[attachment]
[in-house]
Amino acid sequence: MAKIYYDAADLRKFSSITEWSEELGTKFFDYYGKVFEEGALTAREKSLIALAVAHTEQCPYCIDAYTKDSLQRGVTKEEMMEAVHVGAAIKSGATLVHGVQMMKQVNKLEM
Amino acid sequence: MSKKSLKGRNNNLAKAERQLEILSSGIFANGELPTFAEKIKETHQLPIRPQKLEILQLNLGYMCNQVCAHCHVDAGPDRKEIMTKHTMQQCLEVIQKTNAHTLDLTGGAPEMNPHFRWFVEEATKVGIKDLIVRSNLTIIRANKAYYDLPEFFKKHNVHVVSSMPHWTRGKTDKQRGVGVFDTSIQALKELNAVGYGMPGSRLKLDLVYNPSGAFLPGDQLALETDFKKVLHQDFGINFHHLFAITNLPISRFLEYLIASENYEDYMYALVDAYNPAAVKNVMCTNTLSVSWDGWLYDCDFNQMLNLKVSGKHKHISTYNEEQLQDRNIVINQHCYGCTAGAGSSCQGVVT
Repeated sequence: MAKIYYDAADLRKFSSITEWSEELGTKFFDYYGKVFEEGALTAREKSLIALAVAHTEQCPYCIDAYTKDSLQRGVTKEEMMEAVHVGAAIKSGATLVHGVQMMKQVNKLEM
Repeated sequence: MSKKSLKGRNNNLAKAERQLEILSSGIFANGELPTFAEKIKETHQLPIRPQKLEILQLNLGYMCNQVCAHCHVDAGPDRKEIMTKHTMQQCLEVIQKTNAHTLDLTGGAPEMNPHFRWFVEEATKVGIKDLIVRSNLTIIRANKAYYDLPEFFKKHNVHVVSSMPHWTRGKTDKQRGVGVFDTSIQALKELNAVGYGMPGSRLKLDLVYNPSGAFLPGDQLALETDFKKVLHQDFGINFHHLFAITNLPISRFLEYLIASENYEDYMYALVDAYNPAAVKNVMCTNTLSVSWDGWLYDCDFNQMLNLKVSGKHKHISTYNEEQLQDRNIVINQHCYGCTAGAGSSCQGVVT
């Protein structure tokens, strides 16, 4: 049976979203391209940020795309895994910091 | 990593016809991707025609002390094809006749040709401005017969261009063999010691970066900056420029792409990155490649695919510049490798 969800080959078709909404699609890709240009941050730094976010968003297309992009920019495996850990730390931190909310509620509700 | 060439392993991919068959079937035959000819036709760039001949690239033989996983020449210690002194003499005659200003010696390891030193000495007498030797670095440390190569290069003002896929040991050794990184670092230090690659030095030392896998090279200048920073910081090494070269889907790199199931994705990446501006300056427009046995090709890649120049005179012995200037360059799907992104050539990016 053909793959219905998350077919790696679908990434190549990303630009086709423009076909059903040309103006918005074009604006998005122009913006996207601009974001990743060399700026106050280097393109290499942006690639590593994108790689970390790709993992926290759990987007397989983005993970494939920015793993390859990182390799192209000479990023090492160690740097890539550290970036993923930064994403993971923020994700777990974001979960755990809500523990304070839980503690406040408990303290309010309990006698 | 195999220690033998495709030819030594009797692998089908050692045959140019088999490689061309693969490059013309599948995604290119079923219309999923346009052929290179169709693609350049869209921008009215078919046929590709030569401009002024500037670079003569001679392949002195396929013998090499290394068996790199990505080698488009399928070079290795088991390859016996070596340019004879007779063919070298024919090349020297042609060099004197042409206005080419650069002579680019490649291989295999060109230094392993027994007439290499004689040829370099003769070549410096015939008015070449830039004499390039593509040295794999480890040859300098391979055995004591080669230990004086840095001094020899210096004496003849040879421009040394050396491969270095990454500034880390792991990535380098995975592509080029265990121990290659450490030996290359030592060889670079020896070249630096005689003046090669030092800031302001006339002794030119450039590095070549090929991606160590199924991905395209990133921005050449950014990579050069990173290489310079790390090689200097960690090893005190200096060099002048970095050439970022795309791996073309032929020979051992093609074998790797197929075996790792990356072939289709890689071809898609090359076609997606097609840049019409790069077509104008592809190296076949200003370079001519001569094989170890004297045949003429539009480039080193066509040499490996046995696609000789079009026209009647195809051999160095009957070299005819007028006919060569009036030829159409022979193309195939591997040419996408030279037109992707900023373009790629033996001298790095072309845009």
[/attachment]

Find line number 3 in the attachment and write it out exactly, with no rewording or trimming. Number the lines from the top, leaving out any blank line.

Amino acid sequence: MSKKSLKGRNNNLAKAERQLEILSSGIFANGELPTFAEKIKETHQLPIRPQKLEILQLNLGYMCNQVCAHCHVDAGPDRKEIMTKHTMQQCLEVIQKTNAHTLDLTGGAPEMNPHFRWFVEEATKVGIKDLIVRSNLTIIRANKAYYDLPEFFKKHNVHVVSSMPHWTRGKTDKQRGVGVFDTSIQALKELNAVGYGMPGSRLKLDLVYNPSGAFLPGDQLALETDFKKVLHQDFGINFHHLFAITNLPISRFLEYLIASENYEDYMYALVDAYNPAAVKNVMCTNTLSVSWDGWLYDCDFNQMLNLKVSGKHKHISTYNEEQLQDRNIVINQHCYGCTAGAGSSCQGVVT